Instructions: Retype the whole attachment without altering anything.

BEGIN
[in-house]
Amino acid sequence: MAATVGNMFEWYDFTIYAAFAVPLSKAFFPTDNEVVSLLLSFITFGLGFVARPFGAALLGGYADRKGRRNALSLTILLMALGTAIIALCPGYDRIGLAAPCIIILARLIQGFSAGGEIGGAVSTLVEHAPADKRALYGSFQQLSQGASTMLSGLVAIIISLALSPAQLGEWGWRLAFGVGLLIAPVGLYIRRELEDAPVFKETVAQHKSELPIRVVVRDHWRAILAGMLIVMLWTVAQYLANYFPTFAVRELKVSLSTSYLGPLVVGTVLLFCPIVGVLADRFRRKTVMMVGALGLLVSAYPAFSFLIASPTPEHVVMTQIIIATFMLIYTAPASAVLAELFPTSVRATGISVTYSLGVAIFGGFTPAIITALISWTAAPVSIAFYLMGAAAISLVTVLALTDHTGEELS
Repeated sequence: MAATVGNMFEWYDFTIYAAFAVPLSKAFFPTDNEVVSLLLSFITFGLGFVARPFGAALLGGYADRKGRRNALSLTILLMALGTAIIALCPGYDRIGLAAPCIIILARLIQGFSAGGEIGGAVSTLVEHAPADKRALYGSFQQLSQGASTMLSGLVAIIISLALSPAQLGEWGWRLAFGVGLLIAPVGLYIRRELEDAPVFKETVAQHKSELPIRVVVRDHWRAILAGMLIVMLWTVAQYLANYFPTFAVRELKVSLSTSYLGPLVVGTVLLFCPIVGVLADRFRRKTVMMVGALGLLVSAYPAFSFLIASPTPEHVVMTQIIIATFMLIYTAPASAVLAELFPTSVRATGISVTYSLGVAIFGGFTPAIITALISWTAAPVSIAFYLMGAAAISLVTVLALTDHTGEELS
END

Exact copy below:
[in-house]
Amino acid sequence: MAATVGNMFEWYDFTIYAAFAVPLSKAFFPTDNEVVSLLLSFITFGLGFVARPFGAALLGGYADRKGRRNALSLTILLMALGTAIIALCPGYDRIGLAAPCIIILARLIQGFSAGGEIGGAVSTLVEHAPADKRALYGSFQQLSQGASTMLSGLVAIIISLALSPAQLGEWGWRLAFGVGLLIAPVGLYIRRELEDAPVFKETVAQHKSELPIRVVVRDHWRAILAGMLIVMLWTVAQYLANYFPTFAVRELKVSLSTSYLGPLVVGTVLLFCPIVGVLADRFRRKTVMMVGALGLLVSAYPAFSFLIASPTPEHVVMTQIIIATFMLIYTAPASAVLAELFPTSVRATGISVTYSLGVAIFGGFTPAIITALISWTAAPVSIAFYLMGAAAISLVTVLALTDHTGEELS
Repeated sequence: MAATVGNMFEWYDFTIYAAFAVPLSKAFFPTDNEVVSLLLSFITFGLGFVARPFGAALLGGYADRKGRRNALSLTILLMALGTAIIALCPGYDRIGLAAPCIIILARLIQGFSAGGEIGGAVSTLVEHAPADKRALYGSFQQLSQGASTMLSGLVAIIISLALSPAQLGEWGWRLAFGVGLLIAPVGLYIRRELEDAPVFKETVAQHKSELPIRVVVRDHWRAILAGMLIVMLWTVAQYLANYFPTFAVRELKVSLSTSYLGPLVVGTVLLFCPIVGVLADRFRRKTVMMVGALGLLVSAYPAFSFLIASPTPEHVVMTQIIIATFMLIYTAPASAVLAELFPTSVRATGISVTYSLGVAIFGGFTPAIITALISWTAAPVSIAFYLMGAAAISLVTVLALTDHTGEELS